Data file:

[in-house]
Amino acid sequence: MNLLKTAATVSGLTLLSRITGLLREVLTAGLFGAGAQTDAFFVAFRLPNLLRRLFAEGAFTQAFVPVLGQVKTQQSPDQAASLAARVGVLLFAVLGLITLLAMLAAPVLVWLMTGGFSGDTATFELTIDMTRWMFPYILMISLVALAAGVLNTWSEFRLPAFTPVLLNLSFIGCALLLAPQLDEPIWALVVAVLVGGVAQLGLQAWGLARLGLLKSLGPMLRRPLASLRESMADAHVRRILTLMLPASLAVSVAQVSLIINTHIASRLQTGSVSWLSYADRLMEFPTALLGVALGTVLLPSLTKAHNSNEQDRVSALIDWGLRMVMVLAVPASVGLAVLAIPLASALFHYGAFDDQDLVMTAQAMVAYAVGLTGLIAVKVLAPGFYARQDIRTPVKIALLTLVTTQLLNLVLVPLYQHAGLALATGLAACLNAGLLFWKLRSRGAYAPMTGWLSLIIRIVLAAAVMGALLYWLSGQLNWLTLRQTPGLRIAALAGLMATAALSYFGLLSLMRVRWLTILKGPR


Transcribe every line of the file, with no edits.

[in-house]
Amino acid sequence: MNLLKTAATVSGLTLLSRITGLLREVLTAGLFGAGAQTDAFFVAFRLPNLLRRLFAEGAFTQAFVPVLGQVKTQQSPDQAASLAARVGVLLFAVLGLITLLAMLAAPVLVWLMTGGFSGDTATFELTIDMTRWMFPYILMISLVALAAGVLNTWSEFRLPAFTPVLLNLSFIGCALLLAPQLDEPIWALVVAVLVGGVAQLGLQAWGLARLGLLKSLGPMLRRPLASLRESMADAHVRRILTLMLPASLAVSVAQVSLIINTHIASRLQTGSVSWLSYADRLMEFPTALLGVALGTVLLPSLTKAHNSNEQDRVSALIDWGLRMVMVLAVPASVGLAVLAIPLASALFHYGAFDDQDLVMTAQAMVAYAVGLTGLIAVKVLAPGFYARQDIRTPVKIALLTLVTTQLLNLVLVPLYQHAGLALATGLAACLNAGLLFWKLRSRGAYAPMTGWLSLIIRIVLAAAVMGALLYWLSGQLNWLTLRQTPGLRIAALAGLMATAALSYFGLLSLMRVRWLTILKGPR